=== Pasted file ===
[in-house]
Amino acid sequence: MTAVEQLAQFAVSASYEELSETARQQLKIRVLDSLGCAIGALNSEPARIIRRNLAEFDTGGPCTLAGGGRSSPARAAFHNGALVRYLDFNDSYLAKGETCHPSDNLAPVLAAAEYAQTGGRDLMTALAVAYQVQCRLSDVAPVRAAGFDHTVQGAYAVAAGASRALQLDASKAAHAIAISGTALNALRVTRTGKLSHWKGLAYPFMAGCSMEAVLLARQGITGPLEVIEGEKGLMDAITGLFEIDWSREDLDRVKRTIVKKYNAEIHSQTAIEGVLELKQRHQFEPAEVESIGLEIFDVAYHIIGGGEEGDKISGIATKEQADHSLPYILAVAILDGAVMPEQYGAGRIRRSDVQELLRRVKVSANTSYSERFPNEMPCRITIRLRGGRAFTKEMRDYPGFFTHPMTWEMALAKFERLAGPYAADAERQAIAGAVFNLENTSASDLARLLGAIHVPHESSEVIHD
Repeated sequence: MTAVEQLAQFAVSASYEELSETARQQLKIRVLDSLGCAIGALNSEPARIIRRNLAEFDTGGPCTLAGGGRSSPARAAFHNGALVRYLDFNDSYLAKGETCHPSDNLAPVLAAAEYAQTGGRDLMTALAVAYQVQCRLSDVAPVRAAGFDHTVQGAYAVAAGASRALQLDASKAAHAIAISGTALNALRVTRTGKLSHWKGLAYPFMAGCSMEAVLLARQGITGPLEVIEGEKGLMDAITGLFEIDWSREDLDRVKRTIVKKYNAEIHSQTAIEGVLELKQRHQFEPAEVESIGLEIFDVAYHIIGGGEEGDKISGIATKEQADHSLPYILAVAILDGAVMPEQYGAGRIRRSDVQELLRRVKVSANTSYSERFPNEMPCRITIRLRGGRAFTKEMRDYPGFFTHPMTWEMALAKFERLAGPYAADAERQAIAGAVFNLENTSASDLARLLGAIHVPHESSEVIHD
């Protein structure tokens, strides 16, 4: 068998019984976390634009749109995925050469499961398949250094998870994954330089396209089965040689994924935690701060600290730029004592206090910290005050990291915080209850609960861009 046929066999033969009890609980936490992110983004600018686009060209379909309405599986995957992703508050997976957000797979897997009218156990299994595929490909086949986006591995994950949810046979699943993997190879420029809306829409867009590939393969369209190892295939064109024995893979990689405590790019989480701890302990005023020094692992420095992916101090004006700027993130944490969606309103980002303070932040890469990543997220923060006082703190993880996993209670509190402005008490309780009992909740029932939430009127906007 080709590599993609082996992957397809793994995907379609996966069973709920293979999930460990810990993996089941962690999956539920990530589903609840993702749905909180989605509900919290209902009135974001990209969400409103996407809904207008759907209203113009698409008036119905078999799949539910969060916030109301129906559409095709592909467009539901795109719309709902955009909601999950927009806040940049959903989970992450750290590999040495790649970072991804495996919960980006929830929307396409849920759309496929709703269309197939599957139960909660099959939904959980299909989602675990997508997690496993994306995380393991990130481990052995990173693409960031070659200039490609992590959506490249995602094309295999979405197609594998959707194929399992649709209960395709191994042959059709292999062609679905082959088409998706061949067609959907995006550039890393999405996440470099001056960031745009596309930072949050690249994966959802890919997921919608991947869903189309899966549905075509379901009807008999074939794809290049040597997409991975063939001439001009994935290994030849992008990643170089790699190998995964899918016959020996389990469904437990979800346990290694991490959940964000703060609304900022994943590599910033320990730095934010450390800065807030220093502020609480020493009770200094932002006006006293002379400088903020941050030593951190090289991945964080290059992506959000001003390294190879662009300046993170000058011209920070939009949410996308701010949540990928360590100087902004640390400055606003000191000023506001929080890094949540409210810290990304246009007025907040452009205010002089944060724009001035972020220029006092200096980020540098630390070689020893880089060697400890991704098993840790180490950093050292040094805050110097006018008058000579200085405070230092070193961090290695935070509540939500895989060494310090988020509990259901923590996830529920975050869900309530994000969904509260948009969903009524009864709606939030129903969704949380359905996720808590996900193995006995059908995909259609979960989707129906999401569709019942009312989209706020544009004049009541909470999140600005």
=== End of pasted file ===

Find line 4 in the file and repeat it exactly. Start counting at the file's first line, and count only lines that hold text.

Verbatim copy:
């Protein structure tokens, strides 16, 4: 068998019984976390634009749109995925050469499961398949250094998870994954330089396209089965040689994924935690701060600290730029004592206090910290005050990291915080209850609960861009 046929066999033969009890609980936490992110983004600018686009060209379909309405599986995957992703508050997976957000797979897997009218156990299994595929490909086949986006591995994950949810046979699943993997190879420029809306829409867009590939393969369209190892295939064109024995893979990689405590790019989480701890302990005023020094692992420095992916101090004006700027993130944490969606309103980002303070932040890469990543997220923060006082703190993880996993209670509190402005008490309780009992909740029932939430009127906007 080709590599993609082996992957397809793994995907379609996966069973709920293979999930460990810990993996089941962690999956539920990530589903609840993702749905909180989605509900919290209902009135974001990209969400409103996407809904207008759907209203113009698409008036119905078999799949539910969060916030109301129906559409095709592909467009539901795109719309709902955009909601999950927009806040940049959903989970992450750290590999040495790649970072991804495996919960980006929830929307396409849920759309496929709703269309197939599957139960909660099959939904959980299909989602675990997508997690496993994306995380393991990130481990052995990173693409960031070659200039490609992590959506490249995602094309295999979405197609594998959707194929399992649709209960395709191994042959059709292999062609679905082959088409998706061949067609959907995006550039890393999405996440470099001056960031745009596309930072949050690249994966959802890919997921919608991947869903189309899966549905075509379901009807008999074939794809290049040597997409991975063939001439001009994935290994030849992008990643170089790699190998995964899918016959020996389990469904437990979800346990290694991490959940964000703060609304900022994943590599910033320990730095934010450390800065807030220093502020609480020493009770200094932002006006006293002379400088903020941050030593951190090289991945964080290059992506959000001003390294190879662009300046993170000058011209920070939009949410996308701010949540990928360590100087902004640390400055606003000191000023506001929080890094949540409210810290990304246009007025907040452009205010002089944060724009001035972020220029006092200096980020540098630390070689020893880089060697400890991704098993840790180490950093050292040094805050110097006018008058000579200085405070230092070193961090290695935070509540939500895989060494310090988020509990259901923590996830529920975050869900309530994000969904509260948009969903009524009864709606939030129903969704949380359905996720808590996900193995006995059908995909259609979960989707129906999401569709019942009312989209706020544009004049009541909470999140600005």